IGielgud, Johnsubsequent negotiations with;a3 hadFamily Reunion, Thepossible John Gielgud production;e5 an interview with Gielgud last week; meetingBrowne, Elliott Martin1939 production of The Family Reunion;c1mediates between Gielgud and TSE;b5 Martin Browne at Gielgud’s dressing room after his play, and going on with them to a restaurant, where Gielgud refreshed himself with a kippered herring. ThereBeaumont, Hugh 'Binkie'party to Gielgud negotiations;a1 was also present a sharp looking youth (of the type that might be called ‘Baby Face’) named Binkie Beaumont, who turned out to be Gielgud’s business manager.7 I am very much inclined to accept their proposal, provided the terms of the contract can be satisfactory. (1) It would mean definitely a very conspicuous production in February, and I am anxious to get the play well produced before the next international crisis (2) produced in this way, as a charity matinée for a month, or if successful two or three months, it would attract the right audience and probably be more tolerantly handled by the critics than if it were a commercial competitor with the ordinary drama of doodle plays etc. (3) such a production would be taken much note of in New York and would prepare the ground for Gielgud to take it over there in repertoire in the autumn. <This is a part of his scheme>. On this last point particularly I want your opinion. Also, I feel that it is important for the future, not only of my own work but of verse drama in general, that this should not be a flop. AMercury Theatre, Londonpossible venue for Family Reunion;b9 briefer triumph now would I think pay better in the long run than a quiet longer run with a company of unknown people at the Mercury. The advantage of Gielgud is that he could – at least more likely than anyone else – get anybody he wanted to act with him. PossiblyFamily Reunion, TheGielgud-level casting;e6 MayWhitty, Dame MayGielgud potentially able to cast;a2 WhittyWilliams, Emlynon Family Reunion casting wishlist;a2,8 orEvans, Edithconsidered for The Family Reunion;a7 elseThorndike, Sybilideal Family Reunion casting;a1 Edith Evans, for Amy; possibly Sybil Thorndike9 for Agatha (I am going with Martin tonight to see her in her present play, in order to judge), Emlyn Williams for Downing etc.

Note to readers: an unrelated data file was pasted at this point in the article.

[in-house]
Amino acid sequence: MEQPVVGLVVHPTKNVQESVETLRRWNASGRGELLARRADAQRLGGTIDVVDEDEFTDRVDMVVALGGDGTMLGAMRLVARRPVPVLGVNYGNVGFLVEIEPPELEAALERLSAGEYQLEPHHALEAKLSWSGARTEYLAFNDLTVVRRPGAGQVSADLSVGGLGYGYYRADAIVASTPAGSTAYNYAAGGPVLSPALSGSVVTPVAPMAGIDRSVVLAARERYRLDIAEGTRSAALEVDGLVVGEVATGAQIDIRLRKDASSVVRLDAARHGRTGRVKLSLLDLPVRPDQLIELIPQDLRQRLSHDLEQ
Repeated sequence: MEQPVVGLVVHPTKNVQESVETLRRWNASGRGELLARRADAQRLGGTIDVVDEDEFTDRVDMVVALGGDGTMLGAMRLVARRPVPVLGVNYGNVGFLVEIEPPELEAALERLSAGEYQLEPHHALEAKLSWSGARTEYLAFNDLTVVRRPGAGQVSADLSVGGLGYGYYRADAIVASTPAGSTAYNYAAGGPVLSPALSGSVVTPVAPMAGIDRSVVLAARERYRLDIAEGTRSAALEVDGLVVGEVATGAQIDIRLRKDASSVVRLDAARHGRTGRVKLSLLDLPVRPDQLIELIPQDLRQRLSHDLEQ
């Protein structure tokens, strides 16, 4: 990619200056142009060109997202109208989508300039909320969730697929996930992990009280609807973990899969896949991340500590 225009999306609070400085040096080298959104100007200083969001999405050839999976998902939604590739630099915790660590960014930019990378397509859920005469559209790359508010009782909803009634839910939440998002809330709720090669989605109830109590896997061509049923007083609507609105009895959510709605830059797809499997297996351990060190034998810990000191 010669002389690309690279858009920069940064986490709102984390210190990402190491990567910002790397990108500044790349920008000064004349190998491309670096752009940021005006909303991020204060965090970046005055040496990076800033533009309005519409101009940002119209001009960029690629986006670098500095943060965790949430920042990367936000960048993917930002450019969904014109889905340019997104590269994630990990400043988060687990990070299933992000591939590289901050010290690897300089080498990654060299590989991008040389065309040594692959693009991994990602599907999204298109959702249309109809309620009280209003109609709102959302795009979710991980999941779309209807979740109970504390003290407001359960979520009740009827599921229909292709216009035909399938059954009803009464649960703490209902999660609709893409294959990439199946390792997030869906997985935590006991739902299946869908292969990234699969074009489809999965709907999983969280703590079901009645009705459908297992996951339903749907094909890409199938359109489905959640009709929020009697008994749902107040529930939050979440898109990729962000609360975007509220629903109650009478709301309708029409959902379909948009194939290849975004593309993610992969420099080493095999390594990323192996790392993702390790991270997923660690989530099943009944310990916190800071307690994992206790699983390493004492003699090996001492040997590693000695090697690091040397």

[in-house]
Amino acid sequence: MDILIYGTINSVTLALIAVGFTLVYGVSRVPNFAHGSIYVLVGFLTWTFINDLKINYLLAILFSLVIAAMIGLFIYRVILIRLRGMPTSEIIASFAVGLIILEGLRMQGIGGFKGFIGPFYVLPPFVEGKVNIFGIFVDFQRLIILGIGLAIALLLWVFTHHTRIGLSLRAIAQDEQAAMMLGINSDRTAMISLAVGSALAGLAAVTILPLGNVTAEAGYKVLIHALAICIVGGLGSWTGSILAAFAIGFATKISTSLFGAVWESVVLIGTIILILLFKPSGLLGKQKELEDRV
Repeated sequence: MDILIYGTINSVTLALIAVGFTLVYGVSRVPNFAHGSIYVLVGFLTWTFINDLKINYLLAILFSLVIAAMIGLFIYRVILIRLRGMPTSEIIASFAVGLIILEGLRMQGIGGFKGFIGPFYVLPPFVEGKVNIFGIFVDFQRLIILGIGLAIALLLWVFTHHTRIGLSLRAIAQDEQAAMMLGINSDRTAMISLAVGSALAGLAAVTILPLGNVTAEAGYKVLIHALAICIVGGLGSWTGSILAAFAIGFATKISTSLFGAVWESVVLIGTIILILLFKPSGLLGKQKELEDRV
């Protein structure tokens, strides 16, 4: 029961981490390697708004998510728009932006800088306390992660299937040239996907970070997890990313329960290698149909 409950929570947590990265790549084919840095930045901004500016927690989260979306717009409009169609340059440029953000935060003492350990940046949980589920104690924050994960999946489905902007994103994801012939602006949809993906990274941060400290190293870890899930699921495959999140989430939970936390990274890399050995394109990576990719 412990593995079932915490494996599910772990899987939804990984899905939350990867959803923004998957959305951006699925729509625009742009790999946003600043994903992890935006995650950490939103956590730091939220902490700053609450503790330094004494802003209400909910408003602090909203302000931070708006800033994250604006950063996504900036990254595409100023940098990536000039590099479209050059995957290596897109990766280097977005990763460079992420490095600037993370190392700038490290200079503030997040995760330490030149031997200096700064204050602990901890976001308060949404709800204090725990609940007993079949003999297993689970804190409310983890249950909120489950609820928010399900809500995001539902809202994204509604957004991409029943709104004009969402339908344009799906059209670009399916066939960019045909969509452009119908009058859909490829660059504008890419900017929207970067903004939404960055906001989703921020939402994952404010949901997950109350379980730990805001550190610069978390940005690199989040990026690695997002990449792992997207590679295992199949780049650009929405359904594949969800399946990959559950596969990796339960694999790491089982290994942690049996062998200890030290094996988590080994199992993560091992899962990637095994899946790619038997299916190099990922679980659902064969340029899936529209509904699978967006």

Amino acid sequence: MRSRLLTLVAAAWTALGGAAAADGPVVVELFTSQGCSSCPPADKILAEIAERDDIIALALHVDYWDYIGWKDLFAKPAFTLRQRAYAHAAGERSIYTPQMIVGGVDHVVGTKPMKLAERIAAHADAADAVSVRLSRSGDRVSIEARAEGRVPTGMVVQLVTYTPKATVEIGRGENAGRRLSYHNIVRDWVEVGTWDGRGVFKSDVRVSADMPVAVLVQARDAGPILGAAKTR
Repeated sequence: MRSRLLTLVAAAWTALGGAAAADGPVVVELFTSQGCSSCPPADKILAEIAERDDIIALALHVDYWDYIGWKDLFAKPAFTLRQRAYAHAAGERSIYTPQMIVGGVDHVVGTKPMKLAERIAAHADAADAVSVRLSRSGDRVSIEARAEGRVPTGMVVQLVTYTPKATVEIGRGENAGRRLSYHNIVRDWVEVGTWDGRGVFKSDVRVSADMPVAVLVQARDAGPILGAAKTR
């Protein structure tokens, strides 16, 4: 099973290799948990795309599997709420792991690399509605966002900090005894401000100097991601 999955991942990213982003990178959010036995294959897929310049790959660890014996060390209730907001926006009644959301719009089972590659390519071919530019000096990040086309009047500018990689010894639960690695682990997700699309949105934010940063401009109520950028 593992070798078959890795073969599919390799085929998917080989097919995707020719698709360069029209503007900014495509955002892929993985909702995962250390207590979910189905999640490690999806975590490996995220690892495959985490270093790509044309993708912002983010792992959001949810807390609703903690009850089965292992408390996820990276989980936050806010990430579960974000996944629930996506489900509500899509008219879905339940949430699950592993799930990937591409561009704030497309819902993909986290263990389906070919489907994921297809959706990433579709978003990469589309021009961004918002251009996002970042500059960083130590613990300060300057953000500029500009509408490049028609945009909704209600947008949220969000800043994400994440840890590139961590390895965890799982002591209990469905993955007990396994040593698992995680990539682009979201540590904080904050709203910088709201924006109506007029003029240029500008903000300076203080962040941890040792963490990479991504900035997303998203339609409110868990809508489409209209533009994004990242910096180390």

IFamily Reunion, TheBrowne's final revisions;e7 have been through this last revision of the play with Martin. He has made a number of points which I accept: but they are all small ones; and I think I can get the text into final shape within the next few days.